“Jules Verne’s story is a lot of fun as the characters race against time to complete a full circuit of the Earth, and in this version, fact and fiction also go head to head as real-life investigative journalist Nellie Bly, puts in an appearance. It’s going to be a joyful, very energetic, very silly and highly acrobatic re-telling of the story, delivering the kind of experience that live theatre does best.”
Delighted by the ticket sales and audience response to the socially-distanced, Covid-secure Love Season so far, Theatre Royal chief executive Tom Bird has a similar policy in place for post-June 21, given the rising uncertainty surrounding “Freedom Day’s” removal of all strictures.
“We’re moving through the gears, one step at a time, one mini-season at a time,” he says. “We knew we couldn’t do a Covid-safe community play this summer, though we’d really like to do one soon.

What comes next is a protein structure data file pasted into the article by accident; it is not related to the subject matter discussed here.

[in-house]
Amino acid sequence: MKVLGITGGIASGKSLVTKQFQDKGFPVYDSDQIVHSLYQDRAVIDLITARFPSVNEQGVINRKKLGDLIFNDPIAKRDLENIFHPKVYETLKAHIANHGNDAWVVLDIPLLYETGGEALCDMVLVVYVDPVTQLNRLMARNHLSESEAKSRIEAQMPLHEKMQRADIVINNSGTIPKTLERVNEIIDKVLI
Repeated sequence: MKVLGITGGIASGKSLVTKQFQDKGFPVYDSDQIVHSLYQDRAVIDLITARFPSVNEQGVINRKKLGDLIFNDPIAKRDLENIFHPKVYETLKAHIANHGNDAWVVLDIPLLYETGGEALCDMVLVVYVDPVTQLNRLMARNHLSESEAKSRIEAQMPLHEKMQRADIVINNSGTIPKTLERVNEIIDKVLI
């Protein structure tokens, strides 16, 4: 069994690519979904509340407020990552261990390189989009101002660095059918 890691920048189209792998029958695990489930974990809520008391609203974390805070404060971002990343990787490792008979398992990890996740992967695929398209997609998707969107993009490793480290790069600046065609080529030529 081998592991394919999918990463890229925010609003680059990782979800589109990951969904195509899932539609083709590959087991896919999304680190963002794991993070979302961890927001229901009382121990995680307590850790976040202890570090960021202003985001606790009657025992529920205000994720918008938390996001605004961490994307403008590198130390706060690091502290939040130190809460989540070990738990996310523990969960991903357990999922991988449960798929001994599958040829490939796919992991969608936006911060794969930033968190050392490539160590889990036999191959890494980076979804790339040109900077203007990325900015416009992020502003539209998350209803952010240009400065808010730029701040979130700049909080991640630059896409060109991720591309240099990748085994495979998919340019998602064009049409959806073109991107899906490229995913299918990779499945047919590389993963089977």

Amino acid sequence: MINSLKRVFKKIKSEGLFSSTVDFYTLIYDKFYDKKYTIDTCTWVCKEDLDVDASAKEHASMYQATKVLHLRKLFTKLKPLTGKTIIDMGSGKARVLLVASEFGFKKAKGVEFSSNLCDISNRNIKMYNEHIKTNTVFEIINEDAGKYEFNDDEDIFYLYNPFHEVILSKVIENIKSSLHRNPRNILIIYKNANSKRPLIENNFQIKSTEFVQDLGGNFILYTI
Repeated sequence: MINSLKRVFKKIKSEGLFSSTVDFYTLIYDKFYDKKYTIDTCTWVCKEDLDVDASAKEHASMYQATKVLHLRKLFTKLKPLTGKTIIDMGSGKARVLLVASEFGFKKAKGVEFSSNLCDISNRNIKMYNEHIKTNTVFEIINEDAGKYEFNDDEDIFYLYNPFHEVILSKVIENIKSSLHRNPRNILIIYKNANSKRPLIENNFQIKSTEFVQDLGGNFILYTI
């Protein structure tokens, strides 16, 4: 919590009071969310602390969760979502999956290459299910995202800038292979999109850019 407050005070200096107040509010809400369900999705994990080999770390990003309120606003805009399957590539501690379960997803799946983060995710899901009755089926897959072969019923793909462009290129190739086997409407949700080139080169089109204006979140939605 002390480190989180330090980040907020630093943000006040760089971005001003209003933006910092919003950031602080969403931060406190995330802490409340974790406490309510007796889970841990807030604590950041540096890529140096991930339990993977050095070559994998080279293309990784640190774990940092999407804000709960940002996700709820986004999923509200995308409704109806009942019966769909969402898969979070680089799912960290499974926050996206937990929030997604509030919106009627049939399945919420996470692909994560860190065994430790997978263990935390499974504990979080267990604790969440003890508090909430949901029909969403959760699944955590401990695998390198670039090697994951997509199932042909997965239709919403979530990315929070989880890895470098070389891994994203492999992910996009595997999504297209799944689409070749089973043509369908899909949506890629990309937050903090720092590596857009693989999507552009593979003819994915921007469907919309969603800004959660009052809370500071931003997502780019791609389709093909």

“But we got the bug for moving shows out and about around York with the Travelling Pantomime, and when it looked like there was a possibility of theatres still not reopening fully, we looked at doing an outdoor show and chose one with a wonderful sense of adventure and the spectacular, Around The World In 80 Days, where it will feel like a circus has parked in your nearby field.”
Juliet’s adaptation, co-created in rehearsal through July with a five-strong cast of circus performers and actors, will add a new layer to Verne’s story. “She got really interested in this amazing woman, Nellie Bly, who went around the world in only 72 days at the end of the 19th century,” says Tom.